NOAA: New AK Chart Makes Arctic Safer
NOAA: New Alaska navigational chart makes increased Arctic shipping safer; Kotzebue Harbor chart replaces measurements last taken in 19th century.
NOAA formally presented today to Alaska officials a new nautical chart for Kotzebue Sound in the Alaskan Arctic, a sparsely charted region that is seeing increased vessel traffic because of the significant loss of summer sea ice.
The new chart depicts the full range of depth measurements and object detection acquired during a full ocean bottom survey last summer by the NOAA hydrographic survey ship Fairweather. It replaces a chart showing depth measurements last taken in the 19th century spaced three to five miles apart, leaving room for possible undetected dangers in between.
The new navigational chart addresses a pressing need for this Northwest Alaska transportation hub, located in the Arctic Circle. Barge shipments and large transport ships must be anchored at least 14 miles out in the Kotzebue Sound due to shallow waters and inadequate charts and navigational aids. Freight must then be transferred by smaller barges to Kotzebue.
"This new chart is just one of the many critical navigational services that NOAA provides to support safe navigation and maritime commerce while protecting important marine resources," said Kathryn D. Sullivan, Ph.D., deputy NOAA administrator and assistant secretary of commerce for environmental observation and prediction. "Based on stakeholder discussions and developing Arctic vessel traffic patterns, NOAA will improve the existing charts and navigational data to position the regional maritime economy to meet emerging opportunities, as we expand our commerce and energy sectors into the Arctic region."
Sullivan presented the chart to Alaska Lt. Governor Mead Treadwell during NOAA's Hydrographic Services Review Panel meeting in Anchorage.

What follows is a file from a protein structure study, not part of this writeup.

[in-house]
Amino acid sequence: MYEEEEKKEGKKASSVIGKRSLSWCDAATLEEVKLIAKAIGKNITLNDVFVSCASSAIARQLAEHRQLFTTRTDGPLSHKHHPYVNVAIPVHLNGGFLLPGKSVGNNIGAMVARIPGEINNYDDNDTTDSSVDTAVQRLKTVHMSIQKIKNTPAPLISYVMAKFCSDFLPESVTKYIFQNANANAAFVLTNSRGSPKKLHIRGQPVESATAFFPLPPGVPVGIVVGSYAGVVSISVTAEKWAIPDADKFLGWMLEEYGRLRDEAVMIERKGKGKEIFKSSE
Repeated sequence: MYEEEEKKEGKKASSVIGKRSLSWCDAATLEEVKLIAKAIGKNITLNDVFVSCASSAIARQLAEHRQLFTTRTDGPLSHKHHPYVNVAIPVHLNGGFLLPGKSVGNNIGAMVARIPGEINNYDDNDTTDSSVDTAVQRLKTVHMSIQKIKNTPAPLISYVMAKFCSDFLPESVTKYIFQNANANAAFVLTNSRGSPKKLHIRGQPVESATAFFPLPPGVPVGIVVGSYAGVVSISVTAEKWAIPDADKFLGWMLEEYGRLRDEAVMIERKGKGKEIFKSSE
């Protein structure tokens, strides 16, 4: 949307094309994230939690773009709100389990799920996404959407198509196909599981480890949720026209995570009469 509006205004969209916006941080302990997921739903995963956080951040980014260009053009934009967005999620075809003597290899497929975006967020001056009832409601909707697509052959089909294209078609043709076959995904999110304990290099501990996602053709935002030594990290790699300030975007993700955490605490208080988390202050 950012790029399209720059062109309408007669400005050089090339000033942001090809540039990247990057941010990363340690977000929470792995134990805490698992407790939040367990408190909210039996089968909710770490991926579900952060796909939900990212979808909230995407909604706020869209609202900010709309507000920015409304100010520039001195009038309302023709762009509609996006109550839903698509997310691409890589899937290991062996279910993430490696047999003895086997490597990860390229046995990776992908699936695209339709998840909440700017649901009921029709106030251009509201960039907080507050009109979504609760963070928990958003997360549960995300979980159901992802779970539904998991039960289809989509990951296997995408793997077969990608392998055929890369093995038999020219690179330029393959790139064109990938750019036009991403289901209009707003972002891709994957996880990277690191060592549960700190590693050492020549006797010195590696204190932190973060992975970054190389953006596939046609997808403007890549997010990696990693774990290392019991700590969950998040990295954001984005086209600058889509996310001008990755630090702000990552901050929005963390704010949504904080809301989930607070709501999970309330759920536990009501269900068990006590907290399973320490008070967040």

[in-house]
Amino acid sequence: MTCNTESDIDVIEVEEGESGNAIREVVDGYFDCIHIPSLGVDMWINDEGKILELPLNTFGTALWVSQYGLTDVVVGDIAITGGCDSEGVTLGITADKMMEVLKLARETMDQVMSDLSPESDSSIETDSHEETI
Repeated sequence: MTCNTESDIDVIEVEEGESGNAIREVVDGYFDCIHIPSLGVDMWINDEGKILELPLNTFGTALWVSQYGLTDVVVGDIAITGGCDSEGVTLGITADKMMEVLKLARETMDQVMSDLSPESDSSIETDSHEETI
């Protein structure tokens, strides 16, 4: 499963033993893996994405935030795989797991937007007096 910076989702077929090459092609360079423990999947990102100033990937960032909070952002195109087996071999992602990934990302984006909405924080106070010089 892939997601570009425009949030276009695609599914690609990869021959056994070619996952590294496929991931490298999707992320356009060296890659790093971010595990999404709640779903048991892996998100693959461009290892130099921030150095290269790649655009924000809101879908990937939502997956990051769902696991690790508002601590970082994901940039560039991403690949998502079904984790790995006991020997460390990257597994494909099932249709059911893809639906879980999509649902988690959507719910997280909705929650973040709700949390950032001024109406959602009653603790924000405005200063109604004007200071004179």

Using millions of precise depth measurements gathered by Fairweather last summer, the new chart will give mariners a much better - and safer - map. Fairweather's hydrographic surveys of critical areas of the sound will improve safety and efficiency of freight transfer operations.
"With the reduction in Arctic ice coverage, we are starting to see growing shipping traffic in the Arctic, and this growth is driving an increase in maritime concerns," said NOAA Corps Capt. David Neander, who was the commanding officer of the NOAA Ship Fairweather during the survey. "Starting in 2010, we began surveying in critical Arctic areas where marine transportation dynamics are changing rapidly. These areas are increasingly transited by the offshore oil and gas industry, cruise liners, military craft, tugs and barges and fishing vessels."
The new chart, number 16161, depicts measured ocean depths at a scale of 1:50,000. An inset for Kotzebue Harbor will have even more detail, with a scale of 1:25,000. Mariners had been using a chart with a 1:700,000 scale, mostly depicting water depths measured in the 1800s, before technology was able to acquire data with today's level of precision and accuracy, and before today's increased shipping necessitated updating of these navigational surveys.
"With the new chart, mariners who are unfamiliar with the region will have more information and can make better decisions when they approach Kotzebue," said Capt. Doug Baird, chief of NOAA Coast Survey's marine chart division. "The chart has accurate and precise depth measurements, which will make ocean-going vessel traffic more efficient through northwest Alaska. Most importantly, the improved navigational information will help mariners protect life and property, on board ship and in the coastal waters of Kotzebue."
The charts were made available to the public on May 11, as an online Print on Demand chart through OceanGrafix.
About one third of U.S. Arctic waters are important to navigation, based on water depth, the draft of ships transiting the region, and the potential for unknown hazards or dangers to navigation. NOAA's Office of Coast Survey has identified 38,000 squares miles as its surveying priority and estimates it will take more than 25 years to complete updated charts for this area.
NOAA's Office of Coast Survey is the nation's chartmaker. Continuing a heritage of service to the maritime transportation system, Coast Survey has been America's trusted source of navigational charts, data, and services for two centuries.
NOAA Ship Fairweather is part of the NOAA fleet of ships and aircraft operated, managed and maintained by NOAA's Office of Marine and Aviation Operations, which includes commissioned officers of the NOAA Corps and civilian wage mariners.